Reference : To verify or tolerate, that’s the question
Scientific congresses, symposiums and conference proceedings : Unpublished conference
Engineering, computing & technology : Computer science
Security, Reliability and Trust
http://hdl.handle.net/10993/50425
To verify or tolerate, that’s the question
English
Pinto Gouveia, Ines mailto [University of Luxembourg > Interdisciplinary Centre for Security, Reliability and Trust (SNT) > CritiX >]
Sakr, Mouhammad mailto [University of Luxembourg > Interdisciplinary Centre for Security, Reliability and Trust (SNT) > CritiX >]
Graczyk, Rafal mailto [University of Luxembourg > Interdisciplinary Centre for Security, Reliability and Trust (SNT) > CritiX >]
Volp, Marcus mailto [University of Luxembourg > Interdisciplinary Centre for Security, Reliability and Trust (SNT) > CritiX >]
6-Dec-2021
Yes
International
Program Analysis and Verification on Trusted Platforms (PAVeTrust) Workshop (co-located with ACSAC21)
6-12-2021
[en] TEE ; verifcation ; resilience
[en] Formal verification carries the promise of absolute correctness,
guaranteed at the highest level of assurance known today. However,
inherent to many verification attempts is the assumption that
the underlying hardware, the code-generation toolchain and the
verification tools are correct, all of the time. While this assumption
creates interesting recursive verification challenges, which already
have been executed successfully for all three of these elements, the
coverage of this assumption remains incomplete, in particular for
hardware. Accidental faults, such as single-event upsets, transistor
aging and latchups keep causing hardware to behave arbitrarily
in situations where such events occur and require other means
(e.g., tolerance) to safely operate through them. Targeted attacks,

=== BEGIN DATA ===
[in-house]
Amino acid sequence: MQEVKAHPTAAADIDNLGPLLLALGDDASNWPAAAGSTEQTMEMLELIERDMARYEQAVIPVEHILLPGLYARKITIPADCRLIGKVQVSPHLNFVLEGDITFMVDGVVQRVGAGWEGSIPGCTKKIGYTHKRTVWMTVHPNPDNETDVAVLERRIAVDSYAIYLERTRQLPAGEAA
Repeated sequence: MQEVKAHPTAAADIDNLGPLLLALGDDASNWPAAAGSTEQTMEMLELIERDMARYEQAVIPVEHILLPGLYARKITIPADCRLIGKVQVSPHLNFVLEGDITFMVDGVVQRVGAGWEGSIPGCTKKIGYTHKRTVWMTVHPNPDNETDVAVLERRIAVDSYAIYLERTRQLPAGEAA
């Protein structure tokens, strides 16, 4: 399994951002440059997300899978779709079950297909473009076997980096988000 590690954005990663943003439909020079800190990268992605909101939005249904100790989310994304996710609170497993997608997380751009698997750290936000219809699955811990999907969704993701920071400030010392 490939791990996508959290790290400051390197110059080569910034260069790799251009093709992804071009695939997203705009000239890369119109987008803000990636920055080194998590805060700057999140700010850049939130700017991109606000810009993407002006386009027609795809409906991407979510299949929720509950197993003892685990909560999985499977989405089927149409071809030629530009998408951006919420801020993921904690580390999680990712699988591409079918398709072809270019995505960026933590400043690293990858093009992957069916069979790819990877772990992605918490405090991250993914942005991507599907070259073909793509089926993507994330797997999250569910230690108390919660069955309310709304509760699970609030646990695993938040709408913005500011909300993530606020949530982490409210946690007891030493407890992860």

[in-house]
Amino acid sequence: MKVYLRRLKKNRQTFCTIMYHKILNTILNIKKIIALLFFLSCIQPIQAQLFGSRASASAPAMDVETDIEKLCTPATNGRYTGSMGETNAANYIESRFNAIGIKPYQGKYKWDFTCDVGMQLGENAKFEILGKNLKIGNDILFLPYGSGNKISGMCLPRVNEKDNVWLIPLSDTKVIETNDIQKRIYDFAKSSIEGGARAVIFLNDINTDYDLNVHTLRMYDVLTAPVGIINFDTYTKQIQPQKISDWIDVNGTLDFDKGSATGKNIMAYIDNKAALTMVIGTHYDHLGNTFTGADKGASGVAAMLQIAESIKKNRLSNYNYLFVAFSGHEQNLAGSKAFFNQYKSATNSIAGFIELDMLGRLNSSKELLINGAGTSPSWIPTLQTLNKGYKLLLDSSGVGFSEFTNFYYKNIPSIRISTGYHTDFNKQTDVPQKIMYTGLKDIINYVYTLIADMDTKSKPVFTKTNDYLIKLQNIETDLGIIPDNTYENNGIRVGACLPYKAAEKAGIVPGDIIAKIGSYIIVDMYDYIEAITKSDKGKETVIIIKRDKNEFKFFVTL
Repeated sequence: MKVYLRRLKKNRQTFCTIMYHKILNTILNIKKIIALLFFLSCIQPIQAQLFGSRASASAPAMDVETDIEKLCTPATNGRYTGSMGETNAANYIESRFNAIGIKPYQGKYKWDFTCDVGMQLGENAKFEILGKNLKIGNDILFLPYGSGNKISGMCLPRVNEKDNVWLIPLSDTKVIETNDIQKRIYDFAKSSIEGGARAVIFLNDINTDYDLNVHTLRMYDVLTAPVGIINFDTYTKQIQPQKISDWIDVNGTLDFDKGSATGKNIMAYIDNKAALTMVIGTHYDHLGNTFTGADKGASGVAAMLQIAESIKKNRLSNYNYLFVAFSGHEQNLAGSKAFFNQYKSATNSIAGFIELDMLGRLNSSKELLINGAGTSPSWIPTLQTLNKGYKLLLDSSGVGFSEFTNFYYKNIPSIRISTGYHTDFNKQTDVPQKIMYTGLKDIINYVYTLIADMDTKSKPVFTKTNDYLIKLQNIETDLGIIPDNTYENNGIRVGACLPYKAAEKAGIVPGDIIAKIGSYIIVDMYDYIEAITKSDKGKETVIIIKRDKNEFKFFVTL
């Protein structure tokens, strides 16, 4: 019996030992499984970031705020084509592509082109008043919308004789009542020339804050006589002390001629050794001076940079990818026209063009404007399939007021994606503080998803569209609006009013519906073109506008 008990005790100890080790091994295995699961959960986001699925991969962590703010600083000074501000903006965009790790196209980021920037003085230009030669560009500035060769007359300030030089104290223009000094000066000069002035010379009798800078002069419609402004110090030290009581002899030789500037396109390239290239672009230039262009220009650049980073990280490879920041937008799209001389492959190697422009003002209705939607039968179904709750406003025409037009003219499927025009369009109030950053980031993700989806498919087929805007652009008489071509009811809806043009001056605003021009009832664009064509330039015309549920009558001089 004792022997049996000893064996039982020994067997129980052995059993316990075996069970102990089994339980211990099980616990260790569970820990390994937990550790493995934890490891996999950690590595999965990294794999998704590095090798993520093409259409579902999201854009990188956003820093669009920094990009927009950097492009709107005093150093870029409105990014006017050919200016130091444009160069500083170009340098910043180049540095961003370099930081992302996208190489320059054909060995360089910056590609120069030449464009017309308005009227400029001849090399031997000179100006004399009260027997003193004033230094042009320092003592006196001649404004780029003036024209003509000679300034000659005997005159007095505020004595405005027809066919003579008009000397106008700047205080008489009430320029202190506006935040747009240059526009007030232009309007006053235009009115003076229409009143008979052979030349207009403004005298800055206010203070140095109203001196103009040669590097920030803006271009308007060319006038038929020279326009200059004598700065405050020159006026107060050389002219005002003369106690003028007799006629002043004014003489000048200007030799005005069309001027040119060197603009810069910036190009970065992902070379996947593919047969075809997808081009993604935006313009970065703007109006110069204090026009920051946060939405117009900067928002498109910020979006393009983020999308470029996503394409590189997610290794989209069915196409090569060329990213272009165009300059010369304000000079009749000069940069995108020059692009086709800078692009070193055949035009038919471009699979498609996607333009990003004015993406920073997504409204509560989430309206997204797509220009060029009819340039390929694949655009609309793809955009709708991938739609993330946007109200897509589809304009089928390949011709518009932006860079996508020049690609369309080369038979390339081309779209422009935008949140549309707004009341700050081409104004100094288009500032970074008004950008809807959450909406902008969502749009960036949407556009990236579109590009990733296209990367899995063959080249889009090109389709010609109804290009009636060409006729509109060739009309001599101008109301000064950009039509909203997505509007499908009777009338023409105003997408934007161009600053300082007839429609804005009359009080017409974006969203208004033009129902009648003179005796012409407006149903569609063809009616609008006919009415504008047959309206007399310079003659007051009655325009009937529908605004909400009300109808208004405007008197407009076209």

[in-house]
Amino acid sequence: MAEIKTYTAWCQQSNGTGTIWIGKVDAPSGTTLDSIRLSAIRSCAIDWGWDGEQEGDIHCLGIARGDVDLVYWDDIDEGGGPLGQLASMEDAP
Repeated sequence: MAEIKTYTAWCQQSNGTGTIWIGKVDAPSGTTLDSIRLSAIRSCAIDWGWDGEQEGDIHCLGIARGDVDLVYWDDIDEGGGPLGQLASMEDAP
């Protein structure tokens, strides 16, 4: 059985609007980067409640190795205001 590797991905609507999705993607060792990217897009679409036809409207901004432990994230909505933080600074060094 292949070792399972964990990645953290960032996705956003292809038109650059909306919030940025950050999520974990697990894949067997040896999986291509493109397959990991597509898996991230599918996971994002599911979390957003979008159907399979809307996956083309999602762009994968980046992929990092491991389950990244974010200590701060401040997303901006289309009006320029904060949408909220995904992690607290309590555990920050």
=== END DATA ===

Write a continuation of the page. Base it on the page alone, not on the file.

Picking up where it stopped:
especially physical ones, have a similar potential to cause havoc.
Moreover, faults of the above kind may well manifest in such a
way that their effects extend to all software layers, causing incorrect
behavior, even in proven correct ones. In this position paper,
we take a holistic system-architectural point of view on the role
of trusted-execution environments (TEEs), their implementation
complexity and the guarantees they can convey and that we want
to be preserved in the presence of faults. We find that if absolute
correctness should remain our visionary goal, TEEs can and should
be constructed differently with tolerance embedded at the lowest
levels and with verification playing an essential role. Verification
should both assure the correctness of the TEE construction protocols
and mechanisms as well as help protecting the applications
executing inside the TEEs.
Interdisciplinary Centre for Security, Reliability and Trust (SnT) > Critical and Extreme Security and Dependability Research Group (CritiX)
http://hdl.handle.net/10993/50425
FnR ; FNR12686210 > Marcus Völp > HyLIT > Architectural Support For Intrusion Tolerant Operating-system Kernels > 01/11/2018 > 31/10/2021 > 2018

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